This past summer, exceptionally hot and humid for many, was brutal for the small-scale barley farmers who have been cropping up in the northeastern United States—especially for those who intended to sell grain for malting and beer brewing.
“We had really bad conditions last year in New England,” says Andrea Stanley, who along with her husband Christian owns and operates the Hadley, Massachusetts–based micro-malting outfit Valley Malt. “During the last week of June and first week of July we had 90- to 95-degree, high-humidity weather, [with] rainfall almost every day. It was a really bad scene: we were just sitting on our hands, like ‘Ugh, this is bad—I need a beer!’”
While some of the farmers who supply the Stanleys with barley for malting still had suitable harvests, and their own 40 acres of heirloom grain were left unscathed, a number of barley growers were not so...
In line with the trend toward buying locally sourced foods, today’s consumers increasingly want local beers brewed with all-local ingredients. As a result, some farmers in the U.S. and Canada are beginning to plant barley where it hasn’t been grown for years, if ever, and craft malt houses are popping up at an astonishing rate. Last year, Stanley helped launch the North American Craft-Maltsters Guild, of which she is president. “Craft malting is kind of where craft brewing was 30 years ago,” says Paul Schwarz, a plant scientist who studies the quality of malting barley at North Dakota State University.
But there’s a reason why barley was seldom grown in places like Massachusetts and New York. It’s the same reason barley is not widely grown today even in states with comparatively arid climates where it used to flourish, such as Wisconsin. “It used to be that people grew a lot of barley and wheat in the upper-eastern portion of the Midwest and out to the East Coast, but they don’t do that anymore,” says Phil Bregitzer, a research geneticist with the US Department of Agriculture (USDA) Small Grains and Potato Germplasm Research Unit in Aberdeen, Idaho. “Fusarium head blight drove them out.”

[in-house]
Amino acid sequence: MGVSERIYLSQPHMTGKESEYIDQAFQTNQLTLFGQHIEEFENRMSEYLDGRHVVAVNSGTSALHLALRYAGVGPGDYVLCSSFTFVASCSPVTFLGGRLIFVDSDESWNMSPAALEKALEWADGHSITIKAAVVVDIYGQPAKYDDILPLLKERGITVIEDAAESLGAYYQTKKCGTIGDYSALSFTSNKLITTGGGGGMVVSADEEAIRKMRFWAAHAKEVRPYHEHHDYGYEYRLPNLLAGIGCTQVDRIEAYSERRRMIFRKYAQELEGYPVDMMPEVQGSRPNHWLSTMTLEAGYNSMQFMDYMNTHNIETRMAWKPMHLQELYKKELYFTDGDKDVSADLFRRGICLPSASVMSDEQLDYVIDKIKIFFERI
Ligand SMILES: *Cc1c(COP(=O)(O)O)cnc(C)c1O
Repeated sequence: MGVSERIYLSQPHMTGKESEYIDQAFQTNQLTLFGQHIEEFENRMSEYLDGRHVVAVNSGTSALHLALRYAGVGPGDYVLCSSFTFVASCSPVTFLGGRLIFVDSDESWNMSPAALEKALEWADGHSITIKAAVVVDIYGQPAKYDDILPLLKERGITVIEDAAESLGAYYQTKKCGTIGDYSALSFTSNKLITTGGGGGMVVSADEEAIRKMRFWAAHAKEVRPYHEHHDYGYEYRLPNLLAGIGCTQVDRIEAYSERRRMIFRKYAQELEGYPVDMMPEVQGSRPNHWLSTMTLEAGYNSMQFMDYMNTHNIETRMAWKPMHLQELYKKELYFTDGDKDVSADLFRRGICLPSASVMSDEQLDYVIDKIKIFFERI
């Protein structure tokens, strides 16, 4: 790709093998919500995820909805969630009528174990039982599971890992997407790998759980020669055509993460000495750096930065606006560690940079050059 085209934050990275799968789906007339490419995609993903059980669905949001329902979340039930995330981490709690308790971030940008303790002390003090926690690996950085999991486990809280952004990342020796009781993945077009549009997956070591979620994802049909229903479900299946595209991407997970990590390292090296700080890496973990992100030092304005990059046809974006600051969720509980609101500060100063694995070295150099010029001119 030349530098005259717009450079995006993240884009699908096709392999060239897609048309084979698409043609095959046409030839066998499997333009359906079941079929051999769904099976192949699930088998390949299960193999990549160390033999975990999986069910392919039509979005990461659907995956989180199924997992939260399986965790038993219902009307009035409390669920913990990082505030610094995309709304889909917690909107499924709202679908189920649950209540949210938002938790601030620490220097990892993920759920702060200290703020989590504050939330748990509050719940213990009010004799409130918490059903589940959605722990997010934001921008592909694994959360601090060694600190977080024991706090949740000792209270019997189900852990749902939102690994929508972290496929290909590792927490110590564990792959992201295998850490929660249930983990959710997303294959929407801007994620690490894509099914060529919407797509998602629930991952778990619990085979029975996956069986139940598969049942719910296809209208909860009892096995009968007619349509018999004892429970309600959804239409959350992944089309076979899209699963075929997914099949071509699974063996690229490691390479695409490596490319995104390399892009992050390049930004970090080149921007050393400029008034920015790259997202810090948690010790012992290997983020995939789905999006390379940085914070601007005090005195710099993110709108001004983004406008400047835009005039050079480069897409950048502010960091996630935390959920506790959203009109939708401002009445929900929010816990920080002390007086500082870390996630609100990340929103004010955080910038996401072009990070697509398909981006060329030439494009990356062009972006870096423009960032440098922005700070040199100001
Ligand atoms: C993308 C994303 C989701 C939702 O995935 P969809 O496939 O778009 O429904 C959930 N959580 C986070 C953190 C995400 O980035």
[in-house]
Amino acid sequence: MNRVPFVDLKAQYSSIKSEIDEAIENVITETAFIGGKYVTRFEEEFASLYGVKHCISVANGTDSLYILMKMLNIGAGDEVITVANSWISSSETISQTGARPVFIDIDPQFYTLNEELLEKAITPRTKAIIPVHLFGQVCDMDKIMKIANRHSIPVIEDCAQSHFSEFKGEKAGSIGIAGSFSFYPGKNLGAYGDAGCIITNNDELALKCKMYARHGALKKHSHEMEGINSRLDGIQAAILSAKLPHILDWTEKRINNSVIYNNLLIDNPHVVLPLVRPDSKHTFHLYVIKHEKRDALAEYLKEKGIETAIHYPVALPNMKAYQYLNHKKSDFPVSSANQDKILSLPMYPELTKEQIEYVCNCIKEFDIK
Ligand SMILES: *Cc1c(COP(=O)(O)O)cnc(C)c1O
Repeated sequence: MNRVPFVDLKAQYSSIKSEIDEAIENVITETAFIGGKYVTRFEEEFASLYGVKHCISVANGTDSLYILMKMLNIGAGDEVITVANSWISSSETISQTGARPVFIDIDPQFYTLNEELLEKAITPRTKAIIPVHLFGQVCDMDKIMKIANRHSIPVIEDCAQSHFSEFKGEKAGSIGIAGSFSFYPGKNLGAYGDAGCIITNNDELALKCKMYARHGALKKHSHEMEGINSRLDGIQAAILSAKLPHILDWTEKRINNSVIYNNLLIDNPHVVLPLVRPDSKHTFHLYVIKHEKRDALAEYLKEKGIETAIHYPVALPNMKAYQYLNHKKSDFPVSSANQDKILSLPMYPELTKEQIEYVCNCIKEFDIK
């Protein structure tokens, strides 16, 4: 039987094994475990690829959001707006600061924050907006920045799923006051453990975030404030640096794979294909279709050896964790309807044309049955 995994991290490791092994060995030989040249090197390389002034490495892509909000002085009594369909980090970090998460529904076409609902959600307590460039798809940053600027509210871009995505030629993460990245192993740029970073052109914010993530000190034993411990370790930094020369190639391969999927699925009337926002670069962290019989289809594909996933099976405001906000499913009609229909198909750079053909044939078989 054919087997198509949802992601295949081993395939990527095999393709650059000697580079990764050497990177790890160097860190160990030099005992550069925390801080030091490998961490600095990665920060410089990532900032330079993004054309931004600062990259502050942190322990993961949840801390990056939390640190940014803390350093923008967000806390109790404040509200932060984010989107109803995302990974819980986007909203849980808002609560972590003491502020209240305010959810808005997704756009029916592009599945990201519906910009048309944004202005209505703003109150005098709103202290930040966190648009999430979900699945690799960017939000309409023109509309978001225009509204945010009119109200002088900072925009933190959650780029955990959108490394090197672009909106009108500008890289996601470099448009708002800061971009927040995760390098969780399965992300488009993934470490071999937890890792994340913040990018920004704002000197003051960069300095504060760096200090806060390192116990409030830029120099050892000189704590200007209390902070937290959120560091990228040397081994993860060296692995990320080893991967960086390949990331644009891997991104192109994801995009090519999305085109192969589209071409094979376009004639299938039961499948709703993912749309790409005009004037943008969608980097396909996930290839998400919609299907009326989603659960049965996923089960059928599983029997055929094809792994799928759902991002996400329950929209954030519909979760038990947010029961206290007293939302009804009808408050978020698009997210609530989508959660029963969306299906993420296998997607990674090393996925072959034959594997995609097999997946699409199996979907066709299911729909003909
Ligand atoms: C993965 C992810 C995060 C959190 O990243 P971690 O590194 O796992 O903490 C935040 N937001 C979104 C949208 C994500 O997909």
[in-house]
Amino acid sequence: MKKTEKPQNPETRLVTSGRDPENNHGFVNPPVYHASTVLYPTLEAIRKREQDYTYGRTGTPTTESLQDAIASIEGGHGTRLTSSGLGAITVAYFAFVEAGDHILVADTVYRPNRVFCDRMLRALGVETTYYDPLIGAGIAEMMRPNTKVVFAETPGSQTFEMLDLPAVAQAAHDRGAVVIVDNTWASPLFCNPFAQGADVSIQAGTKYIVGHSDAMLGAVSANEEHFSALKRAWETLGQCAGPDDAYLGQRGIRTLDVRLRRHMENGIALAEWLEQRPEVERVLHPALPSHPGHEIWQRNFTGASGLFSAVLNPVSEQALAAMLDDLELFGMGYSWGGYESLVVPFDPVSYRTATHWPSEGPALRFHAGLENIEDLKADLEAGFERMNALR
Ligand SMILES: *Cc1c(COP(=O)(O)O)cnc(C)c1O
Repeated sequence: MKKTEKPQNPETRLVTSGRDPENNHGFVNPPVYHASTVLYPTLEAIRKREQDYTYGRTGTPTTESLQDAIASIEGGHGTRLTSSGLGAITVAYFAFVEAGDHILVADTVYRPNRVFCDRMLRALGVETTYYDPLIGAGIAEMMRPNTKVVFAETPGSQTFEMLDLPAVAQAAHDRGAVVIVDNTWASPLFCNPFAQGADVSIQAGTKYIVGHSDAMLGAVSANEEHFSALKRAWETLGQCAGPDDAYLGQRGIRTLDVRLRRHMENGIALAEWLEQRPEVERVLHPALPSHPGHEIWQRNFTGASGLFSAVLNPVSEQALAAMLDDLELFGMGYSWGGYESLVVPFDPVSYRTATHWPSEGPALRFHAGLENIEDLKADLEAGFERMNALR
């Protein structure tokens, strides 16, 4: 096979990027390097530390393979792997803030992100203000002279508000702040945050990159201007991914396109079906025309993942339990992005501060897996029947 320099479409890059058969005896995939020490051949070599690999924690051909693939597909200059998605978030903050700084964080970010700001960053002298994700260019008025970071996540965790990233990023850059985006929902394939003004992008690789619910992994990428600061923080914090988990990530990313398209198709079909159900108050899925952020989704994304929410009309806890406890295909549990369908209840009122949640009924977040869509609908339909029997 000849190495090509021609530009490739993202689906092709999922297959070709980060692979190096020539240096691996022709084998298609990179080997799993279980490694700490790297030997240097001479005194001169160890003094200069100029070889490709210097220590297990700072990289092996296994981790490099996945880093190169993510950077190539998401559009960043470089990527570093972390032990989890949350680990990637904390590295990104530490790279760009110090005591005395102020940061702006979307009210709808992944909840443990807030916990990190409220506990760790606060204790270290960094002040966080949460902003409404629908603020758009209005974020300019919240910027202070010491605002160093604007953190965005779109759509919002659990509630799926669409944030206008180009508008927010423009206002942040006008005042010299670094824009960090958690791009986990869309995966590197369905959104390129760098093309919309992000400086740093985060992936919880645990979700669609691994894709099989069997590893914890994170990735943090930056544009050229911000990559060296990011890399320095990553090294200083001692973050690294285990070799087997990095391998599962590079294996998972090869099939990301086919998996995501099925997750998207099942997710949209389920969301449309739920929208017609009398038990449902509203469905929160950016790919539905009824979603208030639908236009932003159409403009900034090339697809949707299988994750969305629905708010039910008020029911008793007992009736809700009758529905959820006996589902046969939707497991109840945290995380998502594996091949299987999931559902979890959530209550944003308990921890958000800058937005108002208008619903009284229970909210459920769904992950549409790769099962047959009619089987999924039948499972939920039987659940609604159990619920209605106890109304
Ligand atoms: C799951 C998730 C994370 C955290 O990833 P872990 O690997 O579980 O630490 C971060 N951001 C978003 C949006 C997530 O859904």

Fusarium mycotoxins can appear and persist in barley from flowering to harvest, as well as throughout the malting process. These toxins can even survive the brewing process.
According to USDA recommendations, DON contamination should not exceed 1 part per million (ppm) in human foods. Livestock feed can contain up to 2 ppm of DON, although studies in animals have shown that swine are susceptible to the negative effects of vomitoxin even at levels deemed safe for humans. But many grain buyers have their own standards. Maltsters purchasing barley are more likely to reject grain with even very low levels of DON, explains Tom Gräfenhan, a research scientist with the Canadian Grain Commission, because the malting process—which involves soaking the grain at moderate temperatures—is conducive to fungal growth. “Whatever you put in [to the malting process] is carried through all the way, and it does have an effect,” he says.
“As a brewer, I think there’s something inherent about not wanting to make a beer with detectable levels of any substance called vomitoxin,” says John Mallett, the director of operations at Bell’s Brewery in Kalamazoo, Michigan. Most breweries reject malt found to contain any amount of DON in order to ensure that their finished products are safe, and to prevent another unwanted consequence of Fusarium contamination. “Imagine you open a bottle of beer and the whole damn thing comes gushing out,” says Bregitzer, describing how Fusarium can ruin a nice cold one.
It used to be that people grew a lot of barley and wheat in the upper-eastern portion of the Midwest and out to the East Coast, but they don’t do that anymore. Fusarium head blight drove them out.—Phil Bregitzer, USDA
Since the early 1990s, molecular biologists have been working to better understand Fusarium species, and how these fungi infect plants, to combat head blight in barley, cob rot in corn, and wilt in banana and other crops. In 2010, a team led by investigators at the Broad Institute of Harvard and MIT published a slew of Fusarium genomes, providing molecular biologists with the tools to better understand their pathogenicity. Today, researchers are applying all manner of omics tools to breed and engineer crops that are more tolerant of, or even resistant to, Fusarium infection.
In his North Dakota lab, Schwarz is assessing the malting and brewing quality of new, Fusarium-tolerant barley lines bred using traditional methods by researchers at the university’s Institute of Barley and Malt Sciences. Meanwhile, Bregitzer and his colleagues are working to manipulate host-response interactions between the fungi and barley using RNA interference (RNAi).
Despite all the work being done to stem the fungal threat, the cultural stigma associated with genetically modified foods could keep Fusarium-fighting malts and brews from some grocers’ shelves. In the nearer term, researchers ought to continue to reevaluate best practices, such as beneficial crop rotations, explains agronomist and cereal pathologist Juliet Marshall of the University of Idaho. “We need to focus on [agricultural management]—irrigation, fungicides, and collection of varieties,” she says.
In the long term, however, Marshall believes that genetic engineering will be key. “It’s very, very important that we get a hold of methods for really controlling this disease, which in my mind, is the basic research . . . trying to get transgenic resistance built up within the crops,” Marshall continues. “This would be the first disease that I would focus on for using [genetic modification] technology.”